Our friends at Revitalization Partners help companies make better decisions about business operations. This blog from their newsletter looks at the concept of change and if it’s always a good thing for companies. At Juniper Capital, we specialize in private money lending and are committed to sharing business advice that helps you achieve success. We offer hard money loans in Washington and beyond, private commercial real estate loans, private construction loans in Seattle and other cities across the Pacific Northwest and more:
For the past 25+ years, I have gone to the same club for dinner every Friday night. And for over 25 years, club management has always had something on their limited menu that would satisfy my very picky food tastes, until recently. After some 25 years, the club manager retired and a new manager was brought in. The new manager is younger and with help from the board, she made significant changes to the food menu. In the past, no matter what was on the menu, I was always able to get a simple baked potato. But now, the only starch served is rice pilaf, a healthier yet arguably more boring option. While having dinner with some friends one Friday night, I commented on the joys of the “old way” and was promptly reminded: “change is good”.
Upon coming home from dinner, I watched a television news program that did a feature on how difficult it was for high school kids to get summer jobs this summer. The piece pointed out that many of the jobs the kids had held in the past were not available as the stores in malls were closing and that the new jobs were in back office fulfillment jobs, picking boxes from shelves and shipping product. While certainly decent summer jobs, they don’t have the advantage of providing those early skills of how to deal with people, especially customers from both a helpful and sometimes difficult standpoint. But, hey, “change is good”!
The next news story was about Sears closing another 20 stores. In 2017 alone, Sears has closed over 150 stores and is widely expected to be bankrupt by the end of the year. Remember, Sears was the Amazon of its day, with a catalog from which you could purchase literally anything from underwear to a car to even a prefab house. It grew to one of the most successful department stores of its or any time; now to be almost out of existence.
Why? Because management believed that they controlled their customers rather than responding to their needs. And because customers only really respond to their own needs, if they can’t find them met one place, they will go another. Witness the ultimate Sears replacement, Amazon. Founded in 1994, going public in 1997, the company made its first small profit in 2001. Now with revenue of $43.74 Billion, it continues to not make much, if any profit.
But, for the moment, as consumers, do we really care? Many of us buy everything from clothes to tools to books from the company without leaving our computers. The company meets our needs without having to go to the mall, search for parking, look around for the size or color or coordinate a time to meet with our friends. Is it less social? Absolutely! But since most of our interpersonal relationships now take place through sites like Tinder, does it matter anymore?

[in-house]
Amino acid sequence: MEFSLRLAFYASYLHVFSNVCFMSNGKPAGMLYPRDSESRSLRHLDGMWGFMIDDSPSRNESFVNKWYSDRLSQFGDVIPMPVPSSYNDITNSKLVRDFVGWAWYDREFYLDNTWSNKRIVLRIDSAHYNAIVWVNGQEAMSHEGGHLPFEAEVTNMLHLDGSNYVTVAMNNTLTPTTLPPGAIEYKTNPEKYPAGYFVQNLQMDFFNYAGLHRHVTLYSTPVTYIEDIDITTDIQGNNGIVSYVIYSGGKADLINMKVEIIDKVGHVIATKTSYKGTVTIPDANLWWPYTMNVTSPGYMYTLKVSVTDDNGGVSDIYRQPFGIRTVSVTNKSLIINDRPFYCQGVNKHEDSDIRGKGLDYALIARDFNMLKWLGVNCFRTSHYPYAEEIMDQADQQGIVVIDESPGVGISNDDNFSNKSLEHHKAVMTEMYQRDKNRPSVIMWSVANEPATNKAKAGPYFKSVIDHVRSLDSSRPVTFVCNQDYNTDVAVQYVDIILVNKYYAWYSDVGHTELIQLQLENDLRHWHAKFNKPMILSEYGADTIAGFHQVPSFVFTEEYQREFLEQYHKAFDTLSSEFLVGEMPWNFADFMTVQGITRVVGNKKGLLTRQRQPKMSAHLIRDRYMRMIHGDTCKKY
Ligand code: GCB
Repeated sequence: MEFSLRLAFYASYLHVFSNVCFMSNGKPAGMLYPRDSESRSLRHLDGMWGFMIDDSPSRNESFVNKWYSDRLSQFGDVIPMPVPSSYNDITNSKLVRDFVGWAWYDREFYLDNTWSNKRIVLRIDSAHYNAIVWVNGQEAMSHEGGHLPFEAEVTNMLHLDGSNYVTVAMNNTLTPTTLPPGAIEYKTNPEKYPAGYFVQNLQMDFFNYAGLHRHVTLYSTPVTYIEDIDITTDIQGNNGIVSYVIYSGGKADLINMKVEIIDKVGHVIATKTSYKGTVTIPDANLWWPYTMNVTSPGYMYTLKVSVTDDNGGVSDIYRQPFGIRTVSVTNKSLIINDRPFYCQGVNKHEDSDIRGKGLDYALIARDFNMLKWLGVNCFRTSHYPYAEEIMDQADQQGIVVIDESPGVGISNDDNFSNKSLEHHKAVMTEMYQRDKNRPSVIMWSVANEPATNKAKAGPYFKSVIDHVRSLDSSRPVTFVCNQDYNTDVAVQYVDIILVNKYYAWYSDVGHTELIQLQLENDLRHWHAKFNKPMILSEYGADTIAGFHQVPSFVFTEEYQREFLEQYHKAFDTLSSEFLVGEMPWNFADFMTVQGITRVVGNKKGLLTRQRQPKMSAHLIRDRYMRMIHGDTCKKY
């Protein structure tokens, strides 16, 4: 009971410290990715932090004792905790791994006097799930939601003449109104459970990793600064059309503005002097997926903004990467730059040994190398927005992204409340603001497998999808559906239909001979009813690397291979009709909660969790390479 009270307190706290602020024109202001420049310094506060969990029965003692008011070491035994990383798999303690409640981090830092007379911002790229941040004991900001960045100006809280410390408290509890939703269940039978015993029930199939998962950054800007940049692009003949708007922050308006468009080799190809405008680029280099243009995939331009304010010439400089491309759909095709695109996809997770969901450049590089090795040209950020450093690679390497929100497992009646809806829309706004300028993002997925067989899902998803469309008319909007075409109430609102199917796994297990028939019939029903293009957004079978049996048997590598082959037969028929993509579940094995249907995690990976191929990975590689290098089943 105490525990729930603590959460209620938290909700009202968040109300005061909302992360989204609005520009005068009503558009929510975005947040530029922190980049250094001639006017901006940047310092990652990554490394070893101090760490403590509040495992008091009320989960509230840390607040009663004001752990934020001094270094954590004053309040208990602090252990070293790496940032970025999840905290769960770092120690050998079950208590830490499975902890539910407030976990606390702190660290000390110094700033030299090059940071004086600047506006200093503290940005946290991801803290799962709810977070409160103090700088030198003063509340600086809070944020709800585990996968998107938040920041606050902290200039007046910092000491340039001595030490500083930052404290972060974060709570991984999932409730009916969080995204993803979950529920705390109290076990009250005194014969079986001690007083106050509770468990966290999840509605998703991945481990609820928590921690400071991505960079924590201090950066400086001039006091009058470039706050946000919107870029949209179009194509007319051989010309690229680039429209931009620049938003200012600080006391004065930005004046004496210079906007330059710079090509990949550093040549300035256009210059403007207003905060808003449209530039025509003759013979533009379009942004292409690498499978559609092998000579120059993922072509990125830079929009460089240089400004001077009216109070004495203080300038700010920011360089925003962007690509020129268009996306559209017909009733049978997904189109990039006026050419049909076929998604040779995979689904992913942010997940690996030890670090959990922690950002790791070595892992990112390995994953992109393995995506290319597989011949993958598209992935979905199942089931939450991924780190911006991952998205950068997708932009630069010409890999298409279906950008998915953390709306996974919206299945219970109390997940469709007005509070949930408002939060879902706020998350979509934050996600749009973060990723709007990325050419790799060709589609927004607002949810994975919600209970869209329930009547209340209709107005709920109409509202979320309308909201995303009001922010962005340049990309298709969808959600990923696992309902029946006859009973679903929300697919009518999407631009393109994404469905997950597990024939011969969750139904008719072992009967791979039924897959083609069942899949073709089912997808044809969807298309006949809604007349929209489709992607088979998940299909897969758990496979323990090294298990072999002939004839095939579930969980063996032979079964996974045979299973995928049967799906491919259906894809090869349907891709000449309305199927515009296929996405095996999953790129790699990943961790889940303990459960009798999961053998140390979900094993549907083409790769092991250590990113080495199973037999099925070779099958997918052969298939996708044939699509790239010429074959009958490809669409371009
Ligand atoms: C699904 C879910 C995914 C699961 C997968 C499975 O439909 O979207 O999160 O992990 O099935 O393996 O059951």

Several years ago, I was asked to join the board of directors of a venture backed company that was failing. As a board member and advisor to the company, I met with management and asked the what each of their individual strategies was for the company. The marketing director (who lasted about two days following this interview) informed me that the strategy was to show potential customers that the CEO was the next Bill Gates. No matter how hard I probed, that was the strategy. What she and many other executives fail to realize is that there is never another Bill Gates, or Jeff Bezos, or Elon Musk.
As a side note, the investors elected to sell the majority of the company and partner with a new group of investors. With a new management team, today the company is almost a household word in business and is on the verge of a public offering.
When I hear Walmart or Penny’s or any other company talk about their strategy for change as “taking on Amazon or Microsoft, etc. you know that these companies have no strategy for change at all, they are only emulating those companies or executives that created a change that has already occurred. They view their need to change based on where they are coming from, not from where their customers or market have already moved.
Whether you are a manufacturer, retailer, accounting firm or attorney, when you think about change, it cannot be based on where you or your company is coming from, but from the place the market is today, regardless of how far behind your market you may be. Only by creating true change can you succeed in fully serving and keeping your customer or client base. As for me, I’ll still hope I can get a baked potato once in a while.
Revitalization Partners is a Northwest business advisory and restructuring management firm with a demonstrated track record of achieving the best possible outcomes for our clients.